"What was unique about this attack was the sophistication of the attacker," he added. "The attacker did not just use a limited number of techniques in the attack but instead tried a number of different strategies."

Apart from using multiple botnets comprised of hundreds of thousands of infected machines, Prince said the attacker also used DNS reflection--an amplification technique to magnify the size of attack--and leverage other cloud servers like Amazon Web Services and Softlayer to launch the attack.

Computerworld Hong Kong on June 24 reached out to Amazon Web Services, and UDomain to inquire about their services for PopVote. There has been no response from either of these companies as at press time.

Industry experts also noted the technologies to launch DDoS attack has evolved, creating massive attack with less effort.

"DDoS attack technology is constantly advancing, and with the increase in reflected and server-launched attacks the size of the attack may not always correlate to the number of bots launching the attack," said Rodrigues from BT.

"In the past, DOS attacks were primarily generated from compromised home computers or by willing participants," said John Jellema, global security manager, Verizon Enterprise Solutions. "Now, we are seeing attackers scanning for and exploiting vulnerable websites and content management systems (CMSs). Then placing specific DOS attacks scripts onto these sites."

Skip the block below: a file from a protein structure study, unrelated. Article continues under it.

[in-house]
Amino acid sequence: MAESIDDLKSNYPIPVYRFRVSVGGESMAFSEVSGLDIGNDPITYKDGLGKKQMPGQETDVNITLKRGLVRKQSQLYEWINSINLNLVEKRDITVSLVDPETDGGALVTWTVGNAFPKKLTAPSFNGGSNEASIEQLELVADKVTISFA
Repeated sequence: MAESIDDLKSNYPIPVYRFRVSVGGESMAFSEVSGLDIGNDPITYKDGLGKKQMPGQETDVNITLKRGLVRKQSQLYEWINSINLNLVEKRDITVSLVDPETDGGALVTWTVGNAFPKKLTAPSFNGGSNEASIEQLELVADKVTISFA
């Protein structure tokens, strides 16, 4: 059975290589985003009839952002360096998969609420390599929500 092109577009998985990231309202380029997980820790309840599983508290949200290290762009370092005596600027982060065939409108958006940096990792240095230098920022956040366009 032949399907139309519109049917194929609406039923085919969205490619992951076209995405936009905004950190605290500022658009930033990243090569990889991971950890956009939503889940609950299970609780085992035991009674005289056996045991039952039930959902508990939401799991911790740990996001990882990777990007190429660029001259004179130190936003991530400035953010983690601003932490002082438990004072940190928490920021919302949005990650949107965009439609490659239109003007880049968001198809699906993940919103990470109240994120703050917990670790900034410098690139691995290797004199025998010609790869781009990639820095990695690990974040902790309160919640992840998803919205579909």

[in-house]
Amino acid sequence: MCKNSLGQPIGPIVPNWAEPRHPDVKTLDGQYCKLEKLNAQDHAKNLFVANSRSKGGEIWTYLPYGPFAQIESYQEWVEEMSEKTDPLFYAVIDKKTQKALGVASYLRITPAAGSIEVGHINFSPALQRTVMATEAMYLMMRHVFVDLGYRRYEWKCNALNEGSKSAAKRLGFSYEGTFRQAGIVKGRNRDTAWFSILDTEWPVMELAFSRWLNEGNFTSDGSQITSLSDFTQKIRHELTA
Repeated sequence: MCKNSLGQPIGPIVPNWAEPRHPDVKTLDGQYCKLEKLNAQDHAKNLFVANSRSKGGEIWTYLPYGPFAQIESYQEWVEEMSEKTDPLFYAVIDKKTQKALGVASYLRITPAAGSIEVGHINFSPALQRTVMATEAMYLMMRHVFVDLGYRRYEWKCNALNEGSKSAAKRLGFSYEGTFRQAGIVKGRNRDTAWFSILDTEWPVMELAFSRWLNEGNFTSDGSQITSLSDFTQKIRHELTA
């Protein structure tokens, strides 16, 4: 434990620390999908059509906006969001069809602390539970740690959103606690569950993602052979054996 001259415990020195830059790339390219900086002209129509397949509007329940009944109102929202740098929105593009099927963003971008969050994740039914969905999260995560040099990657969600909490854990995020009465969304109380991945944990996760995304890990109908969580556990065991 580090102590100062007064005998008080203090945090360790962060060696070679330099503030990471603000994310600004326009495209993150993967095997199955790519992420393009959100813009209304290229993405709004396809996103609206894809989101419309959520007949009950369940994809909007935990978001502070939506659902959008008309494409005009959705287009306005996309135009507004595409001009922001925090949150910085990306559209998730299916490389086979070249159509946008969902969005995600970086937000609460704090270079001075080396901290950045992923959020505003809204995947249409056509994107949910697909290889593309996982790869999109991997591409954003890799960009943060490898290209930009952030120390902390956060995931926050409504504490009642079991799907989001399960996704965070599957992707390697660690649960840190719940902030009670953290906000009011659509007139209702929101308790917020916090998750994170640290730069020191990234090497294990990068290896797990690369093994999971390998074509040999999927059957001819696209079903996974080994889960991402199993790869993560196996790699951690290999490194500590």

He added many of the recorded 1,100 DDoS cases in 2013 were targeted off-the-shelf CMSs to gain control of servers for use in DDoS campaigns.

Cloud computing for DDoS

To tackle DDoS attack in similar scale, industry experts agreed cloud computing plays a significant role.

"The attacks actually make the case for the move towards cloud computing because you have someone guaranteeing your services will be available, even a DDoS attack!" said May-Ann Lim, executive director at Asia Cloud Computing Association.

Although using cloud computing limited the users' ability to deploy specific defense technologies within the data center, Rodrigues from BT said cloud providers with a global network of traffic scrubbing centers could help to mitigate the attack. "[Popvote] appears to use CloudFlare, which is one of the providers of specialized global scrubbing centers, which is a good defense," he said.

Prince from CloudFlare said the company's global network was setup to automatically detect and mitigate large scale attacks. In addition, the company is committed to protect politically or artistically important speech via a program called Project Galileo.